United Movement Organized Kindness is a family operation. A friends operation.
It’s Friday, 3 p.m., and the charity’s founders are sitting around donated desks, brainstorming their next big project.
It could be a café, a community computer lab, a bike shop. Who knows what might happen? It could be a space station, they joke.
As of yet, the charity is none of these things, but its founders don’t rule out the possibilities.
“We aren’t isolating ourselves into one niche,” says founder Peter Politis. “We’re not just out there to feed the homeless or teach kids to read or just house the homeless or any of the other awesome mission statements that are out there. We want to do it all.”
UMOK’s headquarters is located in a warehouse, the old Reddy Ice factory on Main Street, just north of Washington Avenue. The space houses a thrift store, a community garden, a multipurpose space that is sometimes used for English classes, and a charity with a singular but all-encompassing vision. UMOK’s mission is broad but simple: They merely want to help.
“We facilitate cooperation, provide aid and advice to other nonprofits, groups and individuals that are dedicated to social justice and the protection of human rights,” Politis says, reciting the mission statement.
So far, its help has manifested in random acts of kindness.
They’ve fed the homeless, built a garden and lent hands to other organizations and people.
Politis, the driving force behind the project, sees a void in the community. Things are happening, he says, people are doing things, but too often he hears people cite lack of money as an obstacle to carrying out their dreams. That’s where he and his boundary-less operation come in.
“That’s what we do. There’s a lot of people out there who don’t have opportunities, who don’t have these certain things, where we do. We have a large property, we have all these things just sitting here that can be utilized to help things progress.”
With friends and family, Politis has been quietly setting up shop for the past year and paying it forward from his off-the-beaten-path location. Their projects are random and, perhaps most important to UMOK’s beneficiaries, free.
Politis believes karma will make it work — each time he gives a service, someone will return the favor.
Recently, Politis and his crew have helped the Huntridge Foundation host a fundraiser at Blackbird Studios. Daniel Roberts, president of the foundation and a friend of Politis’, needed tables, chairs and decorations to make his event come together. UMOK lent what they had and helped Roberts make arrangements for anything the charity couldn’t provide.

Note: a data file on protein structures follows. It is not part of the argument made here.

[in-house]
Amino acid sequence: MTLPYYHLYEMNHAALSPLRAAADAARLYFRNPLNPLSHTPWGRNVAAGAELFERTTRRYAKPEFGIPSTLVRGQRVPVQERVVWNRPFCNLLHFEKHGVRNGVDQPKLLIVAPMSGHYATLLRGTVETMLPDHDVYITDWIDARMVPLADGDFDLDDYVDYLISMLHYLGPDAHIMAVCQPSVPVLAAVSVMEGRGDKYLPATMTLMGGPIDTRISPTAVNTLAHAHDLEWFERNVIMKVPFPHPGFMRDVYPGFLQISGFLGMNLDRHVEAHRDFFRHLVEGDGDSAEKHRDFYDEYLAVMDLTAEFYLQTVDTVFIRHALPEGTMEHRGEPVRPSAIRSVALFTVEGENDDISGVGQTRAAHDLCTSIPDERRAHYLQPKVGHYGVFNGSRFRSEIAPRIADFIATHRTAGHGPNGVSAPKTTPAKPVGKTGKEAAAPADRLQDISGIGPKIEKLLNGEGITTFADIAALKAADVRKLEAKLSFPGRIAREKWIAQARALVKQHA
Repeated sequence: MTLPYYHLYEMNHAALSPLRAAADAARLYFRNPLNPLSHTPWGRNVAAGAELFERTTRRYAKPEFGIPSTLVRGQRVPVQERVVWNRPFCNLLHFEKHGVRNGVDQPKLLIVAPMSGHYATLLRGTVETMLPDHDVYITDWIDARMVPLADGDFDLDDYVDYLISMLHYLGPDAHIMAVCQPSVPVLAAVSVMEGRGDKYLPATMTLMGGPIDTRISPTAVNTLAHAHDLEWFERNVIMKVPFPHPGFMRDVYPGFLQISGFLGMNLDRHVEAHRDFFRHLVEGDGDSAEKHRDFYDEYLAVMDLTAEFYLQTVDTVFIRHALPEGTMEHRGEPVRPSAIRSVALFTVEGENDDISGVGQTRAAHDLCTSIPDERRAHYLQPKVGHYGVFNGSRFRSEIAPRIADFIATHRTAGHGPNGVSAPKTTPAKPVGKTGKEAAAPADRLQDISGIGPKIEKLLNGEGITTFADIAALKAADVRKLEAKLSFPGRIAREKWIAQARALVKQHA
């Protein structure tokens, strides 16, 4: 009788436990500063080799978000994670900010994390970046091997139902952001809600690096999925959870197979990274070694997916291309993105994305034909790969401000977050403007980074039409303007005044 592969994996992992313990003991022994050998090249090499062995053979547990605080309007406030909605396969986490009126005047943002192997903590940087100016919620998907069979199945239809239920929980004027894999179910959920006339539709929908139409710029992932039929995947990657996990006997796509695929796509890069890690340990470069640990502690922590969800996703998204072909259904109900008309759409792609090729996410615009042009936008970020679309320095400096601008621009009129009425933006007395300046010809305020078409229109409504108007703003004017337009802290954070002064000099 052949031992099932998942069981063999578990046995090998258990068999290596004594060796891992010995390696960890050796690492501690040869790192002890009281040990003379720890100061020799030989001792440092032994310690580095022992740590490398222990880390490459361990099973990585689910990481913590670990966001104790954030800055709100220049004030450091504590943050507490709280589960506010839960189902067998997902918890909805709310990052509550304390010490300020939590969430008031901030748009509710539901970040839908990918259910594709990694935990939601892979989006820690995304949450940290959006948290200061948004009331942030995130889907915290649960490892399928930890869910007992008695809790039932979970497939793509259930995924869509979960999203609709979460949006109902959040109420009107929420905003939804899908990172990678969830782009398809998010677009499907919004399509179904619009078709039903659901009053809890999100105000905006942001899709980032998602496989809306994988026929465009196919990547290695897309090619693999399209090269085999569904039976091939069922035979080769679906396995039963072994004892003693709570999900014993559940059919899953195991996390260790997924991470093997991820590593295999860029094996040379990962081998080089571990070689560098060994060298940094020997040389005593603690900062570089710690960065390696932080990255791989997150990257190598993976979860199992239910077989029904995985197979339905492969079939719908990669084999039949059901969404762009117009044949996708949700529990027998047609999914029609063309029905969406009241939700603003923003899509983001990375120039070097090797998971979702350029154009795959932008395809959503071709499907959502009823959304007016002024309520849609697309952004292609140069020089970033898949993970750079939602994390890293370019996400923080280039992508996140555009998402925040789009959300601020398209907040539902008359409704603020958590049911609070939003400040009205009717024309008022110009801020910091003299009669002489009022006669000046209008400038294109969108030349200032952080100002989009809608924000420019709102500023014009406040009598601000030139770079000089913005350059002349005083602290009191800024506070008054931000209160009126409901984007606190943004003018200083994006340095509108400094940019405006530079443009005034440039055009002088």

“In a city that’s essentially rampant with apathetic individuals, Peter and the United Movement are very aware of what’s going on, and they’re here to help,” Roberts says. “It’s nice to have someone who will not only say they will help, but actually does help.”
That willingness to help out with anything has translated to helping a friend pull out concrete and take it to the dump, saving her thousands of dollars. The job was bigger and than they thought it would be, but they saw it through.
In return for the Huntridge job, Roberts donated household items to the thrift shop after he moved recently from this four-bedroom home. For the concrete job, the friend is an architect whom Politis hopes will consult for him in the future.
Even a pepper-picking visitor has contributed.
“I said, ‘If you’re picking my jalapeños, I don’t mind, but bring something.’ So she brought us a big bag of seeds. This lady doesn’t know me. I don’t know her, but she’s seen the garden and she’s here supporting.”
The project is experimental and relentlessly optimistic.
UMOK’s funding comes from its founding partners, plus thrift store sales like clothing, toiletries and furniture.
The group is awaiting a 501(c)3 tax-exempt designation, which is hopes to obtain from the IRS in February. In the meantime, it operates as a state-sanctioned charity.
To spread the word of its do-gooding, UMOK will debut to the public with an event called Main Street Fair (Saturday and Sunday, Nov. 24-25), which will host locally made goods, such as clothing and jewelry. The Fremont Bike Clinic and Huntridge Foundation will participate, as well as various jewelry and arts and crafts venders. If all goes well, the group hopes to hold the craft fairs regularly.
In the longer run, Politis envisions his space as a multipurpose community center, with work spaces, a café, lounge and possibly retail, all under the umbrella of UMOK.
Why the name? Politis was inspired by the mob influence in Las Vegas. The Mafia had organized crime. Politis has a different concept.
“They did a lot of things they wanted to do with no one else’s approval. They got it done and they changed a city and influenced it a lot. I wanna take that and take it to a more positive realm. We call it ‘organized kindness.’”
With the street fair in place and his alliances with other local nonprofits, Politis is hopeful.
“We want to create a cool, cultural place that can go with all the other cool stuff that’s happening right now — the Arts District, downtown, Fremont East — a trifecta of culture.”